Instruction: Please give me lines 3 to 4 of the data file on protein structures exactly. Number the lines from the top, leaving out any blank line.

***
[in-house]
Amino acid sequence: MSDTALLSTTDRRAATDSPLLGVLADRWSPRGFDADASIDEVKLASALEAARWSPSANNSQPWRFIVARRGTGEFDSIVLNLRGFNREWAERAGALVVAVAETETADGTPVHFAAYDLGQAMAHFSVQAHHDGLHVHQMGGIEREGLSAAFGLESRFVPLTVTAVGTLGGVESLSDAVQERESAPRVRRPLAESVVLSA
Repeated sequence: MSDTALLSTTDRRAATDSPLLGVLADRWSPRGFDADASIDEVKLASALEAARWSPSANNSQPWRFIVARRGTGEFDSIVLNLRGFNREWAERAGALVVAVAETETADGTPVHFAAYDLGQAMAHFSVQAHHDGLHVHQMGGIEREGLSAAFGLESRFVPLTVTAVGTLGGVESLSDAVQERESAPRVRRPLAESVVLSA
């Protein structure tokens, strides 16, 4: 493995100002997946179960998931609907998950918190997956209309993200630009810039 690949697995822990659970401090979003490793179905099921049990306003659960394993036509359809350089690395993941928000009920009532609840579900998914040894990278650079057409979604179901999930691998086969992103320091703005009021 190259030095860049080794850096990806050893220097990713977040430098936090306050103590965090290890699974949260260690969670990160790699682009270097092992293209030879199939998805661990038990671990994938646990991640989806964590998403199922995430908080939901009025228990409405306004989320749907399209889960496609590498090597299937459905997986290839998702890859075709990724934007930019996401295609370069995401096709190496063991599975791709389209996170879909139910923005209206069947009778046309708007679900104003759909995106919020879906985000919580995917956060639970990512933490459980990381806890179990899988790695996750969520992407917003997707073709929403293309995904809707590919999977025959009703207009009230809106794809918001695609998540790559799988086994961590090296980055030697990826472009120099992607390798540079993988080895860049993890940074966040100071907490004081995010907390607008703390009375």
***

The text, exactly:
Repeated sequence: MSDTALLSTTDRRAATDSPLLGVLADRWSPRGFDADASIDEVKLASALEAARWSPSANNSQPWRFIVARRGTGEFDSIVLNLRGFNREWAERAGALVVAVAETETADGTPVHFAAYDLGQAMAHFSVQAHHDGLHVHQMGGIEREGLSAAFGLESRFVPLTVTAVGTLGGVESLSDAVQERESAPRVRRPLAESVVLSA
């Protein structure tokens, strides 16, 4: 493995100002997946179960998931609907998950918190997956209309993200630009810039 690949697995822990659970401090979003490793179905099921049990306003659960394993036509359809350089690395993941928000009920009532609840579900998914040894990278650079057409979604179901999930691998086969992103320091703005009021 190259030095860049080794850096990806050893220097990713977040430098936090306050103590965090290890699974949260260690969670990160790699682009270097092992293209030879199939998805661990038990671990994938646990991640989806964590998403199922995430908080939901009025228990409405306004989320749907399209889960496609590498090597299937459905997986290839998702890859075709990724934007930019996401295609370069995401096709190496063991599975791709389209996170879909139910923005209206069947009778046309708007679900104003759909995106919020879906985000919580995917956060639970990512933490459980990381806890179990899988790695996750969520992407917003997707073709929403293309995904809707590919999977025959009703207009009230809106794809918001695609998540790559799988086994961590090296980055030697990826472009120099992607390798540079993988080895860049993890940074966040100071907490004081995010907390607008703390009375």